As an employer, you’ll be used to requests to provide employment references, either from ex-employees or from the HR department of other businesses. You’ll be well aware that whatever you write is bound by the Data Protection Act (DPA) 1988. You’ll also be used to receiving references relating to new or prospective employees and understand that the way you keep such information is covered by the DPA. However, you may not be aware that employees have certain rights under the DPA to access references which, in some circumstances, may seem at odds with normal practice.Let’s look first at reference requests from someone who is no longer employed by you. That person has the right to request any personal data which you may hold, so it’s important that all personal data is accurate. However, the DPA has an exemption which states that you do not have to give the ex-employee a reference if it concerns their education, training or employment when such information was originally given in confidence. Even so, you may decide to provide a factual copy of the reference and that is acceptable. This exemption means that there is no obligation of the part of an ex-employee to give a new employer a copy of the original reference. Conversely, it also means that you cannot ask a prospective employee to give you a copy of a reference about their education, training or employment which had originally been written in confidence.Let’s now consider what happens when you have a new employee. You will have received references about that person which will be filed according to the rules and regulations of the DPA. Your new employee has the right to see any references about them which contain information which they already know, such as the dates of their employment and their absence record. But what happens when you are not certain whether information in a reference is already known to your new employee. For example, this could relate to their performance which may or may not have been discussed at an appraisal. In such cases where there is some doubt, you should contact the ex-employer and ask if they object to the information being disclosed. If they do object, then it is important to find out the reasons for the objection. Despite the objection, in most cases you will be expected to release the reference unless there is a strong reason against this. For example, removing the name and address of the person who wrote the original reference could be possible especially if there was a realistic threat of violence towards that person. In such circumstances you could withhold the reference altogether.Such decisions come down to what is ‘reasonable’ in the given circumstances. You have to weigh up the ex-employer’s request for confidentiality with the employee’s need to see the information about them. All references must be truthful and accurate, so it is equally important to assess how the employee making the request to see a reference would be affected by the information it contains, especially if they are applying for a new job.There may be occasions when it is not possible to obtain the ex-employer’s consent. In such cases, it would be reasonable to provide an overview of the information held in the reference and remove any information relating to other people.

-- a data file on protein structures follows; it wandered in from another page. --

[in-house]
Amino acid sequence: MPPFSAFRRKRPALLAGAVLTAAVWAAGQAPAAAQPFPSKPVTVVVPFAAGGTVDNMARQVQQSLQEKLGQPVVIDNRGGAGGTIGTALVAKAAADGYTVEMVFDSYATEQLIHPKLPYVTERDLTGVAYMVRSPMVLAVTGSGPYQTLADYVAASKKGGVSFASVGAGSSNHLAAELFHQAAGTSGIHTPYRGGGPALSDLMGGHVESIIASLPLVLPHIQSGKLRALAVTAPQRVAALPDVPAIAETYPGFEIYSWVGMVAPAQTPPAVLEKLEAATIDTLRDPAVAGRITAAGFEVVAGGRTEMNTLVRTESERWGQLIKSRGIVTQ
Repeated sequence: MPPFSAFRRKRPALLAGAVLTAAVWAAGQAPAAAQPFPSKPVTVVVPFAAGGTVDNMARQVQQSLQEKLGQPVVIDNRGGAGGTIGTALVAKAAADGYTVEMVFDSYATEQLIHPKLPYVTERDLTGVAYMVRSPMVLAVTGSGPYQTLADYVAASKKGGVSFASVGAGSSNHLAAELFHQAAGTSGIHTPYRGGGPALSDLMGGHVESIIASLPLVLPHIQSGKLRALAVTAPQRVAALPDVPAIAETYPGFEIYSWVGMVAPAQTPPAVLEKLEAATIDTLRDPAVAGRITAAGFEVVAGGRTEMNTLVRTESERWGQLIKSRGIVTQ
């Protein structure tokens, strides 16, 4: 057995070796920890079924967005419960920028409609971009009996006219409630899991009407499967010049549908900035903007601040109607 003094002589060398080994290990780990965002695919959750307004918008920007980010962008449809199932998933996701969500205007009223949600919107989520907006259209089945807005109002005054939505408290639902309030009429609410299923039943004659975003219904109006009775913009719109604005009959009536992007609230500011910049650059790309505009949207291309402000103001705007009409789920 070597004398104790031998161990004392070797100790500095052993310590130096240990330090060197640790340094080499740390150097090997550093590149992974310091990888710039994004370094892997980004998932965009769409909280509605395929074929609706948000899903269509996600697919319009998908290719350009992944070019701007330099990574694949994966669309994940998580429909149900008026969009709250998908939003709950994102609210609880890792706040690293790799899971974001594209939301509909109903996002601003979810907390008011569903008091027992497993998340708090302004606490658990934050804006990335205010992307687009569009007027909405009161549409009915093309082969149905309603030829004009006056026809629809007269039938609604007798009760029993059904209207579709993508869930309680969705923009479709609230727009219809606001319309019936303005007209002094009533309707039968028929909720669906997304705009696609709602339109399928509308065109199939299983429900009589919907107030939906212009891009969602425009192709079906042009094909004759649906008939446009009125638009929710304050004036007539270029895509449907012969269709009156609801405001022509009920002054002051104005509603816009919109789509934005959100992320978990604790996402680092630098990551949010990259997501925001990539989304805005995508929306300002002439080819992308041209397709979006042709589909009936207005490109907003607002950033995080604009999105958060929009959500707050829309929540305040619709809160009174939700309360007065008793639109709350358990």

More than 100 million education background checks are performed each year by employers around the globe using third party education verification and background search companies. This is a huge figure which reveals that education is the most prominent factor in deciding an applicant’s future.Employers invest a lot of time and money in hiring and training new employees. As a result, they want to find out as much information as possible before committing to hiring an individual. Often, former employers and supervisors can provide most helpful information about a candidate and it contributes a lot in a current hiring company decision making.But the problem is that many employers are reluctant to provide detailed references for former employees for fear of legal repercussions. Actually there is a defining line which can make an employer less reliable on reference checks and that is, education background check.As education is considered to be the foremost factor of selecting a candidate for an appropriate position, it is also considered to be defining factor for an employer to rely on a candidate if his or her education is legitimate, as it has found in many cases that job applicants forge resumes by mentioning wrong dates of attending the school, and as the higher qualifications are becoming the criteria, many job candidates use forged or fake degrees to get the job.These issues are very common these days, but they can be handled accurately by using education background checks services by professional education verification providers. Education verification is a very sensitive matter as well, because forged or fake degrees cannot be detected until it is verified and checked by a professional education background checks professional.Primary source verification method is considered to be the best education background checks criteria used which ensures the accuracy and authentication of the provided transcripts/degrees/certifications or any other educational document of a prospective job candidate.5 Things Every Employer wants to know about an Employee’s Education:
Any employer verifying education of a prospective candidate always want to know the schooling details, which university or school they have passed, what are the ratings of the university.
Employers checks the accreditation of the university or school from where the degrees are obtained, because there are many universities reported which are not accredited from higher education boards of the country and also alleged in producing bogus degrees.
Employers want to know the degree/diploma/certification authentication by checking the attending dates of the school and by referencing through the teachers and degree issuing authorities.
Employer’s wants to look into diploma mills directories as well to find out if the degree is obtained from such malicious business.
Employer’s verify the attestation details as well to get know that whether your credentials are attested by a right person, who is eligible to attest a document or not. This can also testify fake attestation threat.
Conclusion:Regarding education background checks, often a deceptive applicant with a computer and printer technology skills can create realistic-looking diplomas. Because of the large number of applicants who make false educational claims, it is strongly recommended that an Education Verification must be performed when a degree or certification is required for a given position. Education background checks is also valuable honesty check, while helping to protect an employer against negligent hiring claims and its a must.